What Is Art?


In the past, art was something that you excelled at through practice and hard work. You learned to paint and sculpt, and you learnt the specific symbolism of your time. As the Romantic era and Modernism ushered in new ideas about originality and the search for meaning, artists reassessed what art could be and do. Some people have argued that this is the only true definition of art, and others argue that the broader concepts we use to describe it are equally valid.

Art is all about creativity and expression – it can be a powerful vehicle for self-expression and is used to communicate with the world around us. It’s important for the human spirit, and helps to create a rich and diverse culture that we all can share in. Art drives cultural evolution, and reflects and informs changes in political and morality.

As well as creating their own works, many artists spend a lot of time studying and immersing themselves in culture. They may read books and magazines, watch movies and listen to music – all the things that allow them to get inspired by a wide range of ideas.

They are also thinking about what makes the perfect piece of art, whether it’s the composition or the colour scheme, the shape or the form. The process of making the work often induces what’s known as ‘flow’ – that wonderful feeling of losing yourself in the task and becoming totally absorbed in it. Flow can help with mental clarity, lower stress levels and an improved mood. In fact, a recent study found that experienced artists are happier and healthier than people who don’t identify as artists.

In other words, the art making is just as important for an artist’s health as the end result of their creation. And this is a huge reason why we should all take more notice of the artists in our lives, and try to support them however we can.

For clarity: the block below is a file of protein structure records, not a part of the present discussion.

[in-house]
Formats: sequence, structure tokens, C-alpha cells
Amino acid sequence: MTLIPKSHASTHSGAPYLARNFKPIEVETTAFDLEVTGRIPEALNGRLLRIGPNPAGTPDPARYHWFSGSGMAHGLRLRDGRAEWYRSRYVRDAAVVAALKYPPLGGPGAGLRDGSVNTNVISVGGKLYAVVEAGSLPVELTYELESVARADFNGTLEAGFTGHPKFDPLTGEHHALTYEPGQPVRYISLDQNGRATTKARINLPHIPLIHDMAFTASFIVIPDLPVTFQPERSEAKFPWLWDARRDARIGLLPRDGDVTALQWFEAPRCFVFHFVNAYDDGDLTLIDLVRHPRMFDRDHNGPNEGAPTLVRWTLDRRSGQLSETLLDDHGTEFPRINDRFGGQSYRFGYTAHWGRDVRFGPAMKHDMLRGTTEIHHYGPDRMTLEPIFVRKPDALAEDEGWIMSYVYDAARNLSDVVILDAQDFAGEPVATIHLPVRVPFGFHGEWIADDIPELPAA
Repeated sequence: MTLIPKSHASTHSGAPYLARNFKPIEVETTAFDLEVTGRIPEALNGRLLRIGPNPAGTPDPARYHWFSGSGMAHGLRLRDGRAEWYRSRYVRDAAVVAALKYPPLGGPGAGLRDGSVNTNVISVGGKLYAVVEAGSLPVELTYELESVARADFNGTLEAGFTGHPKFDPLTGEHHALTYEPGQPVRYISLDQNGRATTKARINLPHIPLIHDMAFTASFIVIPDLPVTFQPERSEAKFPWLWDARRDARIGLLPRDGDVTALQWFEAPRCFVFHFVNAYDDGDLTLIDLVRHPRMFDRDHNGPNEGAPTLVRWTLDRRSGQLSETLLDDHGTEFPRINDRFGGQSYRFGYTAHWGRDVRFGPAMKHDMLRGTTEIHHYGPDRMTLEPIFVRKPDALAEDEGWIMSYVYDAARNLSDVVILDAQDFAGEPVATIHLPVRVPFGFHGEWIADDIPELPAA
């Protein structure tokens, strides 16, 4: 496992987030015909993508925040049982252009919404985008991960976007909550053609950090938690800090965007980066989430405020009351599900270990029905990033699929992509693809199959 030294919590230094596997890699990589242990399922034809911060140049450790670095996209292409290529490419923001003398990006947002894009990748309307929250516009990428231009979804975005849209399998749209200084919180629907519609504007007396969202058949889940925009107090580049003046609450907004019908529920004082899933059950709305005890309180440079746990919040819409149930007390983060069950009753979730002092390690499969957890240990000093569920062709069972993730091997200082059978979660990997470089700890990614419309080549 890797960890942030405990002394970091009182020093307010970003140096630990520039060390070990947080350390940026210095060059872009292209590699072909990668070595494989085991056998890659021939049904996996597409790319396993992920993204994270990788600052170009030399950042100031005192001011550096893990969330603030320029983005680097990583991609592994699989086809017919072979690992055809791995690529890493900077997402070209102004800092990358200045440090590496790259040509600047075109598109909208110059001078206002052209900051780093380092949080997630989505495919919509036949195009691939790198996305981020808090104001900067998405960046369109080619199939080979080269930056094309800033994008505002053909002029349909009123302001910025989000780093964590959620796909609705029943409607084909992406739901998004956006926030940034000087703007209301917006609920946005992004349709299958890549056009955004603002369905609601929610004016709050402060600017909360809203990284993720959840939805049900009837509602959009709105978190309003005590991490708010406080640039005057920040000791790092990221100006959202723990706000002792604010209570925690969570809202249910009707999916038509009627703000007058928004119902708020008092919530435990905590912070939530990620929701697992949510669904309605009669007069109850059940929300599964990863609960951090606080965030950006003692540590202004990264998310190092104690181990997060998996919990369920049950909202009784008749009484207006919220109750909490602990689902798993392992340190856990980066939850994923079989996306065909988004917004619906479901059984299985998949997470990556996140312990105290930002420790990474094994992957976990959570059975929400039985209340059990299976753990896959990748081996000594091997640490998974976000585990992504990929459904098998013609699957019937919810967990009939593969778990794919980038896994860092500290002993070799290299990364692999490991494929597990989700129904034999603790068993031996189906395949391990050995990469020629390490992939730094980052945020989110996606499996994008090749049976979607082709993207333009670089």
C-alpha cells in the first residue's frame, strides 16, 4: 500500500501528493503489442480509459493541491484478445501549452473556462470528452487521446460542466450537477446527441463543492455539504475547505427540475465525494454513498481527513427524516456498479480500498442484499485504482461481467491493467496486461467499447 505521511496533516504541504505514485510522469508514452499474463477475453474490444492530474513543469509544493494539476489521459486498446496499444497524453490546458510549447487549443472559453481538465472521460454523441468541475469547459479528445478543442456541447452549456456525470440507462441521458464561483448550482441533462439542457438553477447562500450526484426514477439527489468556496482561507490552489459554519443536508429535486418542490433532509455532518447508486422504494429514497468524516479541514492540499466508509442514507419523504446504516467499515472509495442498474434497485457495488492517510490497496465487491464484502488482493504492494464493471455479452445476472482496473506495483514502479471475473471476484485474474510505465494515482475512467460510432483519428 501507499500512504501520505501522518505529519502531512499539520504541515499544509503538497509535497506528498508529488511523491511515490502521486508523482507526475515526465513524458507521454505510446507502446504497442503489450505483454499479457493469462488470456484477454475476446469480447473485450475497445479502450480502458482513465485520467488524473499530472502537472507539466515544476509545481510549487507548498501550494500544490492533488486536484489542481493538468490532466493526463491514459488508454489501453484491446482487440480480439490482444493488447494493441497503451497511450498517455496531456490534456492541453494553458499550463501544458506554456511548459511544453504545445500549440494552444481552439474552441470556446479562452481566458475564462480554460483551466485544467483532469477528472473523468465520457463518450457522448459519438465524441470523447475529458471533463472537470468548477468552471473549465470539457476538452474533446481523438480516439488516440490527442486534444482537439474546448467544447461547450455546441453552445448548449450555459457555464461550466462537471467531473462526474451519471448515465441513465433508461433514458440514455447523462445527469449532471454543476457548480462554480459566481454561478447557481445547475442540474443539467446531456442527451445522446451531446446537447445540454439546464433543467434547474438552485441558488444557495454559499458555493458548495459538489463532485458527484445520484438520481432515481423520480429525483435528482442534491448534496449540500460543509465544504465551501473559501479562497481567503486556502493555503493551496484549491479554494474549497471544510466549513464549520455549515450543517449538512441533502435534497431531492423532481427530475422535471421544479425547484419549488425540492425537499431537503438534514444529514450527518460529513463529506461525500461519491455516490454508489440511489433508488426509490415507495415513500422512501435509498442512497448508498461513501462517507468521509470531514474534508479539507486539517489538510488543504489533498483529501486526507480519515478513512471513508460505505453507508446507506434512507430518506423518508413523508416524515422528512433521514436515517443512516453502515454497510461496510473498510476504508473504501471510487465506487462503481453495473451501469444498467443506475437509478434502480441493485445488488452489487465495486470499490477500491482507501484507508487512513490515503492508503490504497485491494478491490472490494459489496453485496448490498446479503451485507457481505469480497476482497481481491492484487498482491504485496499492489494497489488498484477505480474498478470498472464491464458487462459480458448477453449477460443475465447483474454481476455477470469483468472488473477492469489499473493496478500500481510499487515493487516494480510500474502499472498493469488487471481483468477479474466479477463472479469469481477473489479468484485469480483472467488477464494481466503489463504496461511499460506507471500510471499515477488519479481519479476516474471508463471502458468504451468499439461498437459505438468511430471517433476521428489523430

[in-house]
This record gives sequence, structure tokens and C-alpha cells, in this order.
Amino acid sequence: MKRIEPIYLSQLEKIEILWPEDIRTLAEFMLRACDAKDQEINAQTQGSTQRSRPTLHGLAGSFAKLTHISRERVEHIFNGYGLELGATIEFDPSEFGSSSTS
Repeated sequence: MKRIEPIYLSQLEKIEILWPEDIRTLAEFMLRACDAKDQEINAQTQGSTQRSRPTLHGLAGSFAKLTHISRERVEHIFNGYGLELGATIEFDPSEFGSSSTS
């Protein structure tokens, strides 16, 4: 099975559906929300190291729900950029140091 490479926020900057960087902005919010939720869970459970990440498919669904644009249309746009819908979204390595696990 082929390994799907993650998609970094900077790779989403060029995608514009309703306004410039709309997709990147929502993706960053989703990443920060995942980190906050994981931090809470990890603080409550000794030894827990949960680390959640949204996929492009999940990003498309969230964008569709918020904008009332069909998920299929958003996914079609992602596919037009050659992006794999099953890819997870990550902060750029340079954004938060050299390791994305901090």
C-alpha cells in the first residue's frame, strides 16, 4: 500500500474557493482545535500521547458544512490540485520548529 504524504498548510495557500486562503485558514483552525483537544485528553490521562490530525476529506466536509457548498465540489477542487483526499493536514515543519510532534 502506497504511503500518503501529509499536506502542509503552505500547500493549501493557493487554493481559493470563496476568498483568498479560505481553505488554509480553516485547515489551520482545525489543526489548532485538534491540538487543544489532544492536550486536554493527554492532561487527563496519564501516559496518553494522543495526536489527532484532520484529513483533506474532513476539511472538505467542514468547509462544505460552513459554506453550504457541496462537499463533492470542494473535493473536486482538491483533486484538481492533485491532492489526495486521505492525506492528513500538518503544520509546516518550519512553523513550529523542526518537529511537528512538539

One family of arguments, influenced by Wittgenstein, claims that it is simply not possible to define the concept of art adequately. Others argue that a definition, even if it were possible, would exert a stifling influence on artistic creativity.

Ultimately, though, all we really know is that art is a thing of immense beauty and power that connects people across time and space. It is a complex, rich and multi-faceted thing that deserves a lot more attention from philosophers than it gets.

Kit Messham-Muir is a Lecturer in Philosophy at the University of Newcastle. She blogs at The Conversation AU and tweets @KitMuir.

She was a 2015–16 Future Research Fellow of the Australian Academy of Humanities. Her book, Art and the Modern Self: An Anthropological History of a Concept is due out in 2020.

This article is republished from The Conversation under a Creative Commons licence. Read the full article here.

The Conversation is an independent source of news and opinion, independently funded by a community of readers.